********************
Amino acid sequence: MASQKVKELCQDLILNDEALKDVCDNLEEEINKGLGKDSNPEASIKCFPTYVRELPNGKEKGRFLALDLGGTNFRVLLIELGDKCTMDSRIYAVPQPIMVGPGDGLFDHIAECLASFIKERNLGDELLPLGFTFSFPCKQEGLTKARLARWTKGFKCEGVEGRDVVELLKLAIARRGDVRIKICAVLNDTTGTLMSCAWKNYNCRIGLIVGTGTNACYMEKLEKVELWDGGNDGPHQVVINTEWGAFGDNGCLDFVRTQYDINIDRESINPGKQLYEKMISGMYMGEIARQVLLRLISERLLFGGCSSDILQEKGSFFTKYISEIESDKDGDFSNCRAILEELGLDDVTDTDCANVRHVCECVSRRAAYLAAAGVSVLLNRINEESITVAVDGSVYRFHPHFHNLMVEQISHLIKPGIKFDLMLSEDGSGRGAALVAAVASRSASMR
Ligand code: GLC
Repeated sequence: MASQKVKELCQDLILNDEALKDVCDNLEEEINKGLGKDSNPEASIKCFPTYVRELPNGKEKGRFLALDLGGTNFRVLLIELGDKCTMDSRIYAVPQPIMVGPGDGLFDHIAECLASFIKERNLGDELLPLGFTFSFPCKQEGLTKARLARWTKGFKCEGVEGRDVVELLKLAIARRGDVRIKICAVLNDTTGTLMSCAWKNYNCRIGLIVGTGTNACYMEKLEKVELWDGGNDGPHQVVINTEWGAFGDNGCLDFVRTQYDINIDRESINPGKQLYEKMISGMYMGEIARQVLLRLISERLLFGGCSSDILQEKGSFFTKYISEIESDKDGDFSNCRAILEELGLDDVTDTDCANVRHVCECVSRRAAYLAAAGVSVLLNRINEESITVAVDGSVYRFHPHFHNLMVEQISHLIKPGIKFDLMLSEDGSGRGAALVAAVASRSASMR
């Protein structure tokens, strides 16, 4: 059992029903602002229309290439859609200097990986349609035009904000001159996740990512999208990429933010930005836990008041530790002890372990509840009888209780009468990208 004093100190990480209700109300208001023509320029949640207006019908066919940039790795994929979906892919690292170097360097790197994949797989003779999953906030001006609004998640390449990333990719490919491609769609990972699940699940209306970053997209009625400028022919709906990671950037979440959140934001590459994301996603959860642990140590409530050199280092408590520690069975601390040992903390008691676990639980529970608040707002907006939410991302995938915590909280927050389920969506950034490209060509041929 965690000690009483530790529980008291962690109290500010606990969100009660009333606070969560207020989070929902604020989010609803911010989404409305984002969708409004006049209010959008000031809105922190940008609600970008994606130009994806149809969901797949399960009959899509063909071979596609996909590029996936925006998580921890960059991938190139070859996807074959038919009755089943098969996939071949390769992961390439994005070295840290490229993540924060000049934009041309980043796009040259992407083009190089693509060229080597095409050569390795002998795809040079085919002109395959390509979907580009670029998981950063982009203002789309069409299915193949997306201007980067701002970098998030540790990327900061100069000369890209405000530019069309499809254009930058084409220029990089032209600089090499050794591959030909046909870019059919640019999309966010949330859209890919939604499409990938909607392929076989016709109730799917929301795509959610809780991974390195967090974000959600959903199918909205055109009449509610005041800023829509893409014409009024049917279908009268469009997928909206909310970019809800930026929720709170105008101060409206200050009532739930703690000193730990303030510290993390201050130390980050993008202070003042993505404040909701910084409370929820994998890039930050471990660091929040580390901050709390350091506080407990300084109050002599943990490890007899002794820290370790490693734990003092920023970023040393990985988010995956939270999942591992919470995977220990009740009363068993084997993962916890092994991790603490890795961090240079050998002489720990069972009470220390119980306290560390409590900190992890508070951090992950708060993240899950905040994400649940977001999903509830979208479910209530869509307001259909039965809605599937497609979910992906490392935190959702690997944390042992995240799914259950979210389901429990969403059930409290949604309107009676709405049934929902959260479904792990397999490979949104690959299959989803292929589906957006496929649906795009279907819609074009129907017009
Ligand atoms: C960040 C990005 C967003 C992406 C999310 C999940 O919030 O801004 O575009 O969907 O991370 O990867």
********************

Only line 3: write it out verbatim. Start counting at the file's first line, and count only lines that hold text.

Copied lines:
Repeated sequence: MASQKVKELCQDLILNDEALKDVCDNLEEEINKGLGKDSNPEASIKCFPTYVRELPNGKEKGRFLALDLGGTNFRVLLIELGDKCTMDSRIYAVPQPIMVGPGDGLFDHIAECLASFIKERNLGDELLPLGFTFSFPCKQEGLTKARLARWTKGFKCEGVEGRDVVELLKLAIARRGDVRIKICAVLNDTTGTLMSCAWKNYNCRIGLIVGTGTNACYMEKLEKVELWDGGNDGPHQVVINTEWGAFGDNGCLDFVRTQYDINIDRESINPGKQLYEKMISGMYMGEIARQVLLRLISERLLFGGCSSDILQEKGSFFTKYISEIESDKDGDFSNCRAILEELGLDDVTDTDCANVRHVCECVSRRAAYLAAAGVSVLLNRINEESITVAVDGSVYRFHPHFHNLMVEQISHLIKPGIKFDLMLSEDGSGRGAALVAAVASRSASMR